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Top Fishing Charters in Ponce Inlet

Fishing in Ponce Inlet

For those wishing to escape the busy crowds of Daytona Beach without sacrificing any of the Space Coast’s notorious sportfishing madness, Ponce Inlet is the place to be.

Known for

Sharing the main waterways with two of the exemplary Central Florida fisheries - Daytona and New Smyrna Beach - the Inlet is, pretty much by design, anything but short of honey holes for backcountry and bluewater enthusiasts alike.

Ponce Inlet fishing charters have an easy access to some of the most versatile and rich fishing in this part of the world - bountiful inshores, bountiful offshores. You can hardly do it wrong here - it’s just a matter of how many days you have to explore the vast fishing opportunities.

As brown pelicans flock around the harbor, so do anglers and fishing enthusiasts line up by the marina to board a vessel and head out for a day to remember. This is where you will see serious fishermen shoulder to shoulder with first time anglers - all hyped about fishing local jetties, inlets, mangrove shorelines, and open waters of the Atlantic.

Ponce Inlet fishing spots


The ample oyster bars, ledges, and creek mouths of the Halifax River are ripe with the likes of Redfish, Sea Trout, Snook, Flounder, Pompano, and Black Drum, making this one of the favorite sections of the Intracoastal Waterway for many.

If you want to get Snook in transitory months, then check out the nearby flats come September. This time of the year is when the lagoon produces great Reds, Trout, Tarpon, and Ladyfish.

Jack Crevalle can grow really big around here. Scout the rocky areas and you might be landing a sizeable one. Skinnier waters can also be lucrative. You’re in for some nice reeling action and it’s not uncommon for every single cast to get you a Jack.

The waters around Ponce Inlet bridges are worth checking out. Cast the shrimp into the current and - fingers crossed - you may soon end up with some big Red Drums. November can be especially rewarding. You could be chatting with your buddies and dragging some shrimps across the bottom - and bam!, there comes a savage Redfish.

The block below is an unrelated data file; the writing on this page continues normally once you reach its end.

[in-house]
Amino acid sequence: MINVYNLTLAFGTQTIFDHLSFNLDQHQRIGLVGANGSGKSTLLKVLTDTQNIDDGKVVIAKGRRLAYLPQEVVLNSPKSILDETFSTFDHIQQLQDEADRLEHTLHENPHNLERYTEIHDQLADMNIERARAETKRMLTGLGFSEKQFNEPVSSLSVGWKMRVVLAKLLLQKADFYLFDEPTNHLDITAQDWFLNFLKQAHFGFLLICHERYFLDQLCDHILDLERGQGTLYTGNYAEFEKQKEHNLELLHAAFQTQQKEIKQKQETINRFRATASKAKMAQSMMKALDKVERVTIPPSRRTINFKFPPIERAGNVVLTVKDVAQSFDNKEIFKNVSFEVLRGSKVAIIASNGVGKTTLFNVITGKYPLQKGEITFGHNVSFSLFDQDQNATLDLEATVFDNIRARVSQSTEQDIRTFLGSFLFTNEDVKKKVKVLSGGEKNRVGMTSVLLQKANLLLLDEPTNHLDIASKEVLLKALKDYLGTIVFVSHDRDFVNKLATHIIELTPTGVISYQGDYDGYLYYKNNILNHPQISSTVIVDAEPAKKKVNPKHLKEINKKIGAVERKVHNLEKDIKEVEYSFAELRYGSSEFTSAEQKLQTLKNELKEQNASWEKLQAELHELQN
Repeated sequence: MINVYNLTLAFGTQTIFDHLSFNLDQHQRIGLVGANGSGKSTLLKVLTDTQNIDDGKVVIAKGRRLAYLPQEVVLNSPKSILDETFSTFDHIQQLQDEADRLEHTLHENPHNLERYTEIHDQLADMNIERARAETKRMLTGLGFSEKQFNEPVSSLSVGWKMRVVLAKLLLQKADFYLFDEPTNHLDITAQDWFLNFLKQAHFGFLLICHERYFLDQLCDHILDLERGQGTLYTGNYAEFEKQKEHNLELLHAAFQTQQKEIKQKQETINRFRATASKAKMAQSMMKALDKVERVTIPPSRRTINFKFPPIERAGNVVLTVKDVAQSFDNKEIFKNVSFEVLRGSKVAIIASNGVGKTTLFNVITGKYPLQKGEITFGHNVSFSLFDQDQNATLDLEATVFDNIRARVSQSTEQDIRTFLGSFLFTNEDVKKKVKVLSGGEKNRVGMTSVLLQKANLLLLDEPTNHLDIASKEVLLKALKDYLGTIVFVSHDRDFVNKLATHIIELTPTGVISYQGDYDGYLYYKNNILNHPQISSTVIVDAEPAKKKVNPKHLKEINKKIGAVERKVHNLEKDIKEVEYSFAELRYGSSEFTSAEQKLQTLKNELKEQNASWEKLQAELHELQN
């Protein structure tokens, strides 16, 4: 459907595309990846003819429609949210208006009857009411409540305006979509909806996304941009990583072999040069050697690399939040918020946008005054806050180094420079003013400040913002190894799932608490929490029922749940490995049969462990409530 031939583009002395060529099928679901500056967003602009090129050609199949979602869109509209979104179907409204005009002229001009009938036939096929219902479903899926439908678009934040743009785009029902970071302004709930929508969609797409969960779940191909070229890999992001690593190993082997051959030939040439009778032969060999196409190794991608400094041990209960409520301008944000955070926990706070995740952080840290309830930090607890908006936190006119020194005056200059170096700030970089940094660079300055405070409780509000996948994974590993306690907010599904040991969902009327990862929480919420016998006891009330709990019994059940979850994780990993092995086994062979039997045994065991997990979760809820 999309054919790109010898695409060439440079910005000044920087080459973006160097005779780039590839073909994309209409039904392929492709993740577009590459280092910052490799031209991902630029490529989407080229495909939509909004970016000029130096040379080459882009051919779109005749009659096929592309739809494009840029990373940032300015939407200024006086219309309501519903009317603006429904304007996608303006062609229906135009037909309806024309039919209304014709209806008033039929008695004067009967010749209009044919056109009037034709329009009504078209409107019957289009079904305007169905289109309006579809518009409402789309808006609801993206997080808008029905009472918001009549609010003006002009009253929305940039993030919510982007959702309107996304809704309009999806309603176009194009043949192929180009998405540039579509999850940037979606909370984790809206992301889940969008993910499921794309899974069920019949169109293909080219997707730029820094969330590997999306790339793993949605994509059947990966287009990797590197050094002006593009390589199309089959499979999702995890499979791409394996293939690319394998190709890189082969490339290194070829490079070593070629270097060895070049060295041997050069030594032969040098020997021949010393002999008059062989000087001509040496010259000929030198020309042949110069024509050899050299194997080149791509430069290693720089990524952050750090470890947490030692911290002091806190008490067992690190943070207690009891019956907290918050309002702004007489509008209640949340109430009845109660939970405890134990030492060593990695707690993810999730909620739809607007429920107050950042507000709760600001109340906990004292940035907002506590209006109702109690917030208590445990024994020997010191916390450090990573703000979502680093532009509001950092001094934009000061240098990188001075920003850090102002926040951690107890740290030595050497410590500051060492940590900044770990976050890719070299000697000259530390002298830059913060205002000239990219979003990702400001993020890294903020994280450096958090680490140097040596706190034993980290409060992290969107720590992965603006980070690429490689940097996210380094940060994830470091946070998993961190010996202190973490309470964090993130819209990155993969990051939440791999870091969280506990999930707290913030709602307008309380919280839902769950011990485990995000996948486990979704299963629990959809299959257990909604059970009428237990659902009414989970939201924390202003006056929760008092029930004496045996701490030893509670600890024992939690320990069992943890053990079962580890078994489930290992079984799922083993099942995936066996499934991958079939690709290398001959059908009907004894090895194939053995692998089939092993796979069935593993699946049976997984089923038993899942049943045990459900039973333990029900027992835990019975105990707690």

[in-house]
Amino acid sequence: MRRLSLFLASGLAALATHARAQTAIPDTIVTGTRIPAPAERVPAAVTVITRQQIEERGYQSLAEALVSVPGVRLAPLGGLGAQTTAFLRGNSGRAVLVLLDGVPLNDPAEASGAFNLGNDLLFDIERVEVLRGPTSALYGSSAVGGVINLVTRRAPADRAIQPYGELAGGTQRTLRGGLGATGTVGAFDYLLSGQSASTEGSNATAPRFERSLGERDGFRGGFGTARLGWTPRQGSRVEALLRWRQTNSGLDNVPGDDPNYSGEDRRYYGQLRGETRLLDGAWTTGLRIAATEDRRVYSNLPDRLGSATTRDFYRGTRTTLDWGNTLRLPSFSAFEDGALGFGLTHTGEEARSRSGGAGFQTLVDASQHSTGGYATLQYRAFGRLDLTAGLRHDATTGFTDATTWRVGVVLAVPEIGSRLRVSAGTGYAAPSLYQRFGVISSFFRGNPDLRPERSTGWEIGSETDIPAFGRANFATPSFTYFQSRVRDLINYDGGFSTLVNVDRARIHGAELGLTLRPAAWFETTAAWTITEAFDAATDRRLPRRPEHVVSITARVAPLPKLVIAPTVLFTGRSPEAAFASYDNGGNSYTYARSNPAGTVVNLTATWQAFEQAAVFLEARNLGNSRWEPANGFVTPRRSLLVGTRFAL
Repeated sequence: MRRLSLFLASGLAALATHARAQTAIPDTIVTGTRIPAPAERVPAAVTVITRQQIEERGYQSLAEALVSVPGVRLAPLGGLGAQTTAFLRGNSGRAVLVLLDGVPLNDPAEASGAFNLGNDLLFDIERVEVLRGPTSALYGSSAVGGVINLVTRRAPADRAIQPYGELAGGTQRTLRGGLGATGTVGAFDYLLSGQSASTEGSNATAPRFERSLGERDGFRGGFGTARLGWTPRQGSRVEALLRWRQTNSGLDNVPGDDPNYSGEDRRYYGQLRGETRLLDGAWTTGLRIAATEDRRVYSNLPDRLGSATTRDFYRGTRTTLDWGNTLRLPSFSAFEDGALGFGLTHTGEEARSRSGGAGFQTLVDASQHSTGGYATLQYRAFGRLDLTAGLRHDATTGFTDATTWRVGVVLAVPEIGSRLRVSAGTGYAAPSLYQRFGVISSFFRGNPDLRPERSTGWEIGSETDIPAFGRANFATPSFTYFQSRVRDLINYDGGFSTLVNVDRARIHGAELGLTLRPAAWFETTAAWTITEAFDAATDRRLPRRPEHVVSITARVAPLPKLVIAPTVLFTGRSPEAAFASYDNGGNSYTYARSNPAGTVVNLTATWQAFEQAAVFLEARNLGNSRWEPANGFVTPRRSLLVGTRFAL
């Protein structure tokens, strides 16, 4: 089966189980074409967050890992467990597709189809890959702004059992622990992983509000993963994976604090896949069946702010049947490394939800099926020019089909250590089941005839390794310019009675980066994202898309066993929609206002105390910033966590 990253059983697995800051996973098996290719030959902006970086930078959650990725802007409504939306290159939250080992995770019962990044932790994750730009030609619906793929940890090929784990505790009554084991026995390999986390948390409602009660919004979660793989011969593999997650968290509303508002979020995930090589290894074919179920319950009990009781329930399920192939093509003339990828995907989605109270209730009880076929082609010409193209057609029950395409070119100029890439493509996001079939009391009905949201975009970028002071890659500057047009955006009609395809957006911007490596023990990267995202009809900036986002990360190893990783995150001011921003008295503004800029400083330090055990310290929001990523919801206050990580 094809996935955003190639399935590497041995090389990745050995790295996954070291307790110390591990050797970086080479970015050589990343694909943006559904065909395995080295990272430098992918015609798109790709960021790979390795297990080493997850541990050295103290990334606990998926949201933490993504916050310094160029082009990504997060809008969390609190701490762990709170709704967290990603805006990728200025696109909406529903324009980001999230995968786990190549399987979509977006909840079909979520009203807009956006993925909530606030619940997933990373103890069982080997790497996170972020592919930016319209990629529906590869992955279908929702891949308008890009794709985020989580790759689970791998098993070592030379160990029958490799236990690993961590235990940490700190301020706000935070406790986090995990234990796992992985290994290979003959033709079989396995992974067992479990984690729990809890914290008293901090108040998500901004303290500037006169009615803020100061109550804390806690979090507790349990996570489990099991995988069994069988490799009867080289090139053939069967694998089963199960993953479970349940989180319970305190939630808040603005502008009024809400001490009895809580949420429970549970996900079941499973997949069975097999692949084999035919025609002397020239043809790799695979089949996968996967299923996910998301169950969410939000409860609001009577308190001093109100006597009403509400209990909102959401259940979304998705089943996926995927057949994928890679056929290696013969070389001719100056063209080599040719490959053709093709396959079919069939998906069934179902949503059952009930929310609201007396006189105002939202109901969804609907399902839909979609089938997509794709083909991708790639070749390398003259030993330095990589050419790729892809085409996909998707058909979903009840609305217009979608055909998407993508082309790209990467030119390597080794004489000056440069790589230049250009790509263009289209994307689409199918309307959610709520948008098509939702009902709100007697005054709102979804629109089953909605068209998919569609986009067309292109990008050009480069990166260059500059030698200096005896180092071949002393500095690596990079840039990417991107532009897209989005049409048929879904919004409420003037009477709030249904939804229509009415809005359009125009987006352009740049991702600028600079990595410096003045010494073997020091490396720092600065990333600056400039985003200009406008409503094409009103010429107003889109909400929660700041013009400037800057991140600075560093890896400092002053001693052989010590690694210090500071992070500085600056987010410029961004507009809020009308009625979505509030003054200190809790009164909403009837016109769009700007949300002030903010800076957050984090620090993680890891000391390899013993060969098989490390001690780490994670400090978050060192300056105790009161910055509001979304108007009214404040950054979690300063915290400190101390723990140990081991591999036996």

Trophy fishermen should direct their attention just a bit further down south, where the lush grass flats of the North Indian River Lagoon already serve as home to state records for both Redfish and Speckled Sea Trout.

The Ponce De Leon Inlet is where the Intracoastal Waterway and the Atlantic Ocean meet, this transitory spot accounting for some of the most productive summer Tarpon bites around.

The inshore fisheries of Inlet are filled with fish. Don’t be surprised if you get some impressive Red or Black Drums just out of Ponce Inlet on your very first cast. It’s a great starting point for newbie anglers and families with kids. You can stay away from choppier waters and still get the action as if catching some big offshore game.

What can I expect from an inshore trip?

Inshore fishing trips around Ponce Inlet are action-packed and suitable even for less experienced anglers. This makes them a great option for families on vacation  who want to see how fishing works but who need the help of a seasoned captain.

Depending on how long you want to be fishing, you can go for a half day, ¾ day or a full day trip. If you don’t have enough time to be spending the whole day on the water, then a ¾ day trip is a good choice. It’s simply a matter of being there when the fish are.